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Badge Man is the name given to a photographic image that some researchers into the assassination of President John F. Kennedy argue is possible evidence of an unidentified shooter on the "grassy knoll" in Dealy Plaza, in Dallas, Texas on November 22, 1963.
The image in question is part of a Polaroid photograph taken by Mary Moorman as President Kennedy's motorcade drove through Dealey Plaza, when shots were fired and Kennedy sustained a fatal head wound.
The "Badge Man" photo sparked the conspiracy theory that three Dallas police officers killed Kennedy instead of Oswald. However, skeptics have argued that the "Badge Man" image is not of a man, but sunlight reflected from a soda bottle; and furthermore that the alleged Badge Man shooter would have been in an impossible position to fire a weapon at the motorcade.
During the Presidential motorcade, Moorman took several Polaroid photos. Her photos captured images of all of the Presidential limousine occupants, several other close witnesses (including Abraham Zapruder filming), two Dallas police motorcycle Presidential escorts, and much of the area comprising the grassy knoll. The Badge Man photo, Moorman's fifth, has been calculated to have been captured between the Zapruder film equivalent concurrent frames of Z-315 and 316 (less than one-sixth of a second after President Kennedy was struck in the head at Z-313). On the actual Polaroid photo, the area that the Badge Man appears within is about one-quarter inch square.
In 1982 Gary Mack, the longtime curator and archivist for The Sixth Floor Museum at Dealey Plaza (the former Texas School Book Depository) first claimed to discover the "Badge Man" image. He labeled this image Badge Man because the image shows what Mack interpreted as a uniformed police officer standing behind a 3.3 feet (1.0 m) high cement retaining wall, and wearing dark clothing with a police patrolman’s metal badge on his chest, with his face obscured by muzzle flash or smoke from having just discharged a firearm.
Other researchers have claimed that the "Badge Man" image is the sun-reflected outline of a soda pop bottle sitting atop the cement retaining wall. Marilyn Sitzman, who was standing a few yards from the retaining wall, saw a young black couple eating lunch on a bench behind that wall, and heard a soda bottle crash just after the motorcade passed by. Photos and films immediately afterwards do show a bottle sitting atop the retaining wall. Meyers argues that analysis of the photo reveals that "if [Badge Man were] truly a human being of average height and build, [he] was located 32 feet behind the fence line and elevated 4.5 feet above the ground - an unreasonable and untenable firing position."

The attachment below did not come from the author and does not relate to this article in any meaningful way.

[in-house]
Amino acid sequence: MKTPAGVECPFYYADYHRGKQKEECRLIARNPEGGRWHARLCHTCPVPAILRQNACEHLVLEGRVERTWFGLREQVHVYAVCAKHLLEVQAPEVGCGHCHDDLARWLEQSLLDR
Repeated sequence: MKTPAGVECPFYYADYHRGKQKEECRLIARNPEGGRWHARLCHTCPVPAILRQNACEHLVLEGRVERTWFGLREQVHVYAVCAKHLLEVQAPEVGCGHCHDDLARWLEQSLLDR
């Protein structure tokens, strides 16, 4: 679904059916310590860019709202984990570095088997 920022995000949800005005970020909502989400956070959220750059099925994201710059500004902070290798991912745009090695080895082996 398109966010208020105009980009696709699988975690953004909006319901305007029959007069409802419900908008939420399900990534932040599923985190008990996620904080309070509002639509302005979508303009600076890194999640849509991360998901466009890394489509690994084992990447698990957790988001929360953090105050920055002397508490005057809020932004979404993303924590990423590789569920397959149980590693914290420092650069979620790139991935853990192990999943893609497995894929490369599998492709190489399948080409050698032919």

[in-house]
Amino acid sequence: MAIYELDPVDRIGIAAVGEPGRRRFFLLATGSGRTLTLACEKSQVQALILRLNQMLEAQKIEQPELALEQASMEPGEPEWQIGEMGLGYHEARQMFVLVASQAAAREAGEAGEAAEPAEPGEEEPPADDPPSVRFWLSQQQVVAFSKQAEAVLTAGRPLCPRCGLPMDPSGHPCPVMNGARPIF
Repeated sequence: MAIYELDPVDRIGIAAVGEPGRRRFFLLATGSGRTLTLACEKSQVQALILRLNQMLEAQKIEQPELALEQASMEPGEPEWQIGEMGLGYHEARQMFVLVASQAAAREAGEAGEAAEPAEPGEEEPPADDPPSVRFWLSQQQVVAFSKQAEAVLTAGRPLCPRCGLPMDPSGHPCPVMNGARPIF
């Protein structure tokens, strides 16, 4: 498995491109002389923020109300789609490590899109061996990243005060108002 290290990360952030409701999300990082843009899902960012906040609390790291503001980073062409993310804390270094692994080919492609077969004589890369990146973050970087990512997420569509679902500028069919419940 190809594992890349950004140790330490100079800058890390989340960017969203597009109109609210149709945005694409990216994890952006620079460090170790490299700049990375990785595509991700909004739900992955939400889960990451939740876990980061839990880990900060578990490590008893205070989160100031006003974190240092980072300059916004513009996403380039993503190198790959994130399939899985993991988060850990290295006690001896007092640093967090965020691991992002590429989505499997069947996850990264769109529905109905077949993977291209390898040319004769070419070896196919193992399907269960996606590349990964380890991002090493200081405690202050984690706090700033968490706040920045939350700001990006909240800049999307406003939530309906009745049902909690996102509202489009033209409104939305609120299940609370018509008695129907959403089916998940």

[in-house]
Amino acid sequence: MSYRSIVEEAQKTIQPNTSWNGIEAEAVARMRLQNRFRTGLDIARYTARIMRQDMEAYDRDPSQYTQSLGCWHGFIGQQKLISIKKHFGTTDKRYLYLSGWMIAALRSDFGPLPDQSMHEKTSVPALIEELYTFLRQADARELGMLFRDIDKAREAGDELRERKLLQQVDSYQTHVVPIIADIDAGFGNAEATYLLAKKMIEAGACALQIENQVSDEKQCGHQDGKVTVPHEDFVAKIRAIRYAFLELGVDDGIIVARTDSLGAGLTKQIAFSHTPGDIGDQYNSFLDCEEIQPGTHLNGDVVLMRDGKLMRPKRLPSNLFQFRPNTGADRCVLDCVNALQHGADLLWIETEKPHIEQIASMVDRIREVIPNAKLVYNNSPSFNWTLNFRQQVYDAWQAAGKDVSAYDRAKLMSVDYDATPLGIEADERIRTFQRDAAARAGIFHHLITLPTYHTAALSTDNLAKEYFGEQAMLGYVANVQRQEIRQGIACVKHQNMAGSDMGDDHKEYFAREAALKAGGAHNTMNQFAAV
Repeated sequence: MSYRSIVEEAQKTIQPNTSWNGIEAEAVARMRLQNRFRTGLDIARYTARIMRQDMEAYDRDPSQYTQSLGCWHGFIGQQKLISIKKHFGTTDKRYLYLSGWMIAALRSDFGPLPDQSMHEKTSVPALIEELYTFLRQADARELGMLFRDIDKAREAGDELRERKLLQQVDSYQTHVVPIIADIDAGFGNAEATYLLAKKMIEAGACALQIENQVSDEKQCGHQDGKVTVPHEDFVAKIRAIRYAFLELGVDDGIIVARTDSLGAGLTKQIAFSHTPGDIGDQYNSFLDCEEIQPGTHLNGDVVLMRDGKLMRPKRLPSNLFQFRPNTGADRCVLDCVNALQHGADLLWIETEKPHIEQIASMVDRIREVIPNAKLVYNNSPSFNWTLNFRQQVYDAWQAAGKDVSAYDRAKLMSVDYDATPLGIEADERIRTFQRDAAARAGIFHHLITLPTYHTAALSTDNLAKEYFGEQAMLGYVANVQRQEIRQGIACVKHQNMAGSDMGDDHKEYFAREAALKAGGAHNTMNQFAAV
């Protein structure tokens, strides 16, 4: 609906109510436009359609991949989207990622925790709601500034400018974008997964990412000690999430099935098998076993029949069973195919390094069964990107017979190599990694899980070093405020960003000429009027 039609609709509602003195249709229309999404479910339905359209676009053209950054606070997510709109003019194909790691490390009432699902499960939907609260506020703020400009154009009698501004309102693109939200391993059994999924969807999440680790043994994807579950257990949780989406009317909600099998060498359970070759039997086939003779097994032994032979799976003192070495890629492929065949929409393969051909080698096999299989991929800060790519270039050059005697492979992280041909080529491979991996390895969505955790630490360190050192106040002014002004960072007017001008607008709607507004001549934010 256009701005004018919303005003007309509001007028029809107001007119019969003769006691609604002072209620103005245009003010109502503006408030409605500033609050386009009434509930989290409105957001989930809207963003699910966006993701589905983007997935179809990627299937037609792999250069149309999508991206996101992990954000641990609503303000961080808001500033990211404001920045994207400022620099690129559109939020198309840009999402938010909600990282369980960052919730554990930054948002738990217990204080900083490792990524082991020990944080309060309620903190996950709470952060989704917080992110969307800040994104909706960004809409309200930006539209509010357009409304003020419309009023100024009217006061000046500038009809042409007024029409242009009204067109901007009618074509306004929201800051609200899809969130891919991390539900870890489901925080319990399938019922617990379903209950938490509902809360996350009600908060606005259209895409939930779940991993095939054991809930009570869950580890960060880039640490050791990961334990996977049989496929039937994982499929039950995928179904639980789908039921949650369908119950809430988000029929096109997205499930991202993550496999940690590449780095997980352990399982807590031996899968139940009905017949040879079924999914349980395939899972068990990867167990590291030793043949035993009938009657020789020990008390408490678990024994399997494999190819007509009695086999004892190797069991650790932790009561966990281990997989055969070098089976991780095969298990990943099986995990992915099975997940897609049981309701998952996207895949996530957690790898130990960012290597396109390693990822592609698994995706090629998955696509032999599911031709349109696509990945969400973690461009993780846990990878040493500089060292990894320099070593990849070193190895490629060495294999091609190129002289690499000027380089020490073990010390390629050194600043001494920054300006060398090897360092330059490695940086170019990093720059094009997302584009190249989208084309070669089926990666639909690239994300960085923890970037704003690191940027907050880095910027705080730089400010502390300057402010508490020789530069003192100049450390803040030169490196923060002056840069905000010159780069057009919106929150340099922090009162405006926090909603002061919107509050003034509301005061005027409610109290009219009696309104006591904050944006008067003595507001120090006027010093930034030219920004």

The House Select Committee on Assassinations sent a high-quality negative of the photo to the Rochester Institute of Technology; after enlarging the photo, no evidence of a person on the retaining wall was found. The area around the stockade fence was so underexposed, that it was deemed impossible to examine.
In the mid-1980s, assassination researcher Jack White (who testified to the House Select Committee on Assassinations) enhanced the immediate photograph area of the "Badge Man" in contrast and brightness, then he enhanced further with what White has described as “clear photographic colored oils” to illustrate the "Badge Man". White's enhancement first appeared publicly in the 1988 documentary The Men Who Killed Kennedy.
To the anatomical right (photo left) of the supposed "Badge Man" some researchers claim there is also seen a second person, self-proclaimed witness Gordon Arnold, who claimed in 1978 that he was filming the motorcade while wearing his US Army uniform when a shot passed close to his left ear. A third person claimed by researchers to be seen is a construction hard hatted accomplice to "Badge Man's" anatomical left (photo right) facing the general direction of the book depository.
Also claimed seen in the Moorman Polaroid photo by conspiracy theorists is the hatted head of a person located about 13 feet (3.9 m) west of the grassy knoll stockade fence corner (a different location from the "Badge Man"). This corresponds with an area where overpass witnesses stated they observed gunsmoke and where footprints in the mud directly behind a station wagon backed up to the stockade fence that also had shoe-bottom mud scraped off onto the station wagon’s rear bumper, cigarette butts, and muddy footprints 2.5 feet (0.75 m) up on a picket fence cross-beam support. This is part of the "grassy knoll" area in which the second major Kennedy assassination government investigation, the House Select Committee on Assassinations, determined that a shot was fired. However, that conclusion was based on an audio recording which critics say emanated from a different part of the city and was analysed using flawed methodology.
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